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Portion of wages paid to some Fukushima plant workers may have gone to gang: police(Mainichi)

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FUKUSHIMA — Some of the wages of workers dispatched to the Fukushima No. 1 Nuclear Power Plant by an arrested yakuza gang member may have been used as gang funding, Fukushima Prefectural Police have disclosed.

On May 22, police arrested 33-year-old Makoto Owada, a high-ranking member of a gang affiliated with the Sumiyoshi-kai yakuza group, on suspicion of violating the Temporary Staffing Services Law in connection with restoration work at the disaster-hit Fukushima No. 1 Nuclear Power Plant.

A Tochigi Prefecture company that was contracted to do work at the plant formed a subcontract with another company, rather than directly with Owada, and investigators have learned that several businesses were involved in securing people to work at the radiation-tainted plant. Police are investigating how gang members came to be involved in the work.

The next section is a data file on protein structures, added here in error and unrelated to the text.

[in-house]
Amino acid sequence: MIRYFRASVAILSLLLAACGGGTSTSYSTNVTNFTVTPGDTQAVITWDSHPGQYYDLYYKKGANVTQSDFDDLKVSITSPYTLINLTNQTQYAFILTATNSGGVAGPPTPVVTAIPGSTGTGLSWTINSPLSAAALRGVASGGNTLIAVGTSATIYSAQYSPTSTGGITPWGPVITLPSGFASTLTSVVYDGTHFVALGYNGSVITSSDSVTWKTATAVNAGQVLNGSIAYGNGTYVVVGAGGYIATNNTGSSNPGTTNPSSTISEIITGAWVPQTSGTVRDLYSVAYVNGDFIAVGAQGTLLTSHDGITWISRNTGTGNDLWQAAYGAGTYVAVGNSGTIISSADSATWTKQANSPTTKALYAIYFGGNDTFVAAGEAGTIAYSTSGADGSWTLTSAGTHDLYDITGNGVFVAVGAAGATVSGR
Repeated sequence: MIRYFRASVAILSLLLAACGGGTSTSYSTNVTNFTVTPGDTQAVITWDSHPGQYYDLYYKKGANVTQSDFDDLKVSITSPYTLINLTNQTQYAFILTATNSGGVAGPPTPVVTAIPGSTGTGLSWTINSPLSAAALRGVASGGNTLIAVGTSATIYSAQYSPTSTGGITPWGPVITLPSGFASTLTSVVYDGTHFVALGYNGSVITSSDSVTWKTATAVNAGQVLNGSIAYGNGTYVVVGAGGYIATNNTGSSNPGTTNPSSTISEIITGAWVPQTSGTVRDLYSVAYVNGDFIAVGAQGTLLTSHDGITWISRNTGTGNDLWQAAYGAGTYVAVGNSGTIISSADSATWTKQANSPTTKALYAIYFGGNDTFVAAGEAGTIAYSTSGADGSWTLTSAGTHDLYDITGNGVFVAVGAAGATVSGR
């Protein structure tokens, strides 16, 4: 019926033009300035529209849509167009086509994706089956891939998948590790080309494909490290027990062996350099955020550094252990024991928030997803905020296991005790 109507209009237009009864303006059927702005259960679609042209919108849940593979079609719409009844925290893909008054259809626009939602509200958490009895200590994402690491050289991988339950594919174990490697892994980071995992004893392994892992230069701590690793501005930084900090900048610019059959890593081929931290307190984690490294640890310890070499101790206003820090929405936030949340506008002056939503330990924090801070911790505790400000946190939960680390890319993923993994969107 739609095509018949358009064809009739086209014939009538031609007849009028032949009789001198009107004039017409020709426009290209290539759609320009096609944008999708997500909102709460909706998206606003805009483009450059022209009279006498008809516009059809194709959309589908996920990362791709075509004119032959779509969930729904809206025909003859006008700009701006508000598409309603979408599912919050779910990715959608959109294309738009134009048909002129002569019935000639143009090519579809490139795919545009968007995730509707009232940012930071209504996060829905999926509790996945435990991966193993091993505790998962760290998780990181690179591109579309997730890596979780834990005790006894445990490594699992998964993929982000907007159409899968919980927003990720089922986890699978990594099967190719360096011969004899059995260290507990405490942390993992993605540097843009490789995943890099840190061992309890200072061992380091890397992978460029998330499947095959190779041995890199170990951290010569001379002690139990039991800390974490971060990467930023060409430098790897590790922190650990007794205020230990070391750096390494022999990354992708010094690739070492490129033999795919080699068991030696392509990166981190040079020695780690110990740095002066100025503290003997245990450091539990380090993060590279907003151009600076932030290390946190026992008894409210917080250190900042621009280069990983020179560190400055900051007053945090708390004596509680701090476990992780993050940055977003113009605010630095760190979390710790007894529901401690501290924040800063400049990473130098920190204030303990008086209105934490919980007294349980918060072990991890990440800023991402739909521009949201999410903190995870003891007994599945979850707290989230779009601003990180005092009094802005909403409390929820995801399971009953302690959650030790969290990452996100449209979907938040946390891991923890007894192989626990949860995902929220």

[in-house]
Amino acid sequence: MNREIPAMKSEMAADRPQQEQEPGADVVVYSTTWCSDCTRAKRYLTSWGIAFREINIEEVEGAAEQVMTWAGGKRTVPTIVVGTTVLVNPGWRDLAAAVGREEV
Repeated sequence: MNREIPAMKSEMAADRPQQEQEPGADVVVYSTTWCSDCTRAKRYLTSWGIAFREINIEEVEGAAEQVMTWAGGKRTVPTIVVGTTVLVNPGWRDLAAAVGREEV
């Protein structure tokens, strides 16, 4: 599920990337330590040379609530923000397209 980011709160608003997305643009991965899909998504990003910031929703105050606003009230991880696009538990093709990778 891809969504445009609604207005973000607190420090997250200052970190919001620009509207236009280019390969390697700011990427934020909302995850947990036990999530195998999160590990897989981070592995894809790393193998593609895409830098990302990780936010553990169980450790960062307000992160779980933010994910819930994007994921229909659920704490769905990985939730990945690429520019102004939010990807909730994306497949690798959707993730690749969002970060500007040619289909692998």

Investigative sources said that about five people including gang members under Owada did work such as laying cables at the stricken plant. The wages of workers in areas with high radiation levels was normally about 40,000 yen per day, but part of this amount was paid to businesses involved in dispatching workers, and the gang members received about 10,000 yen in the hand per worker, per day. Owada’s cut was said to be around 7,000 yen, and police suspect that some of the money was passed on to the gang organization to which the members belonged.

The Tochigi Prefecture company, which was second in the line of subcontracting work from the perspective of plant operator Tokyo Electric Power Co., formed a contract with a construction firm in Iwaki, Fukushima Prefecture, to secure workers to be sent to the plant. However, the workers who ended up being sent to the plant included gang members under Owada.

Owada was quoted as telling investigators he had dispatched workers to nuclear power plant construction sites in various areas from around 2007.

A police official commenting on the case said a large amount of tax funds were expected to go into recovery work and decommissioning work in the aftermath of the crisis at the Fukushima nuclear plant, and added, “We need to cut off gangs’ sources of funding.”

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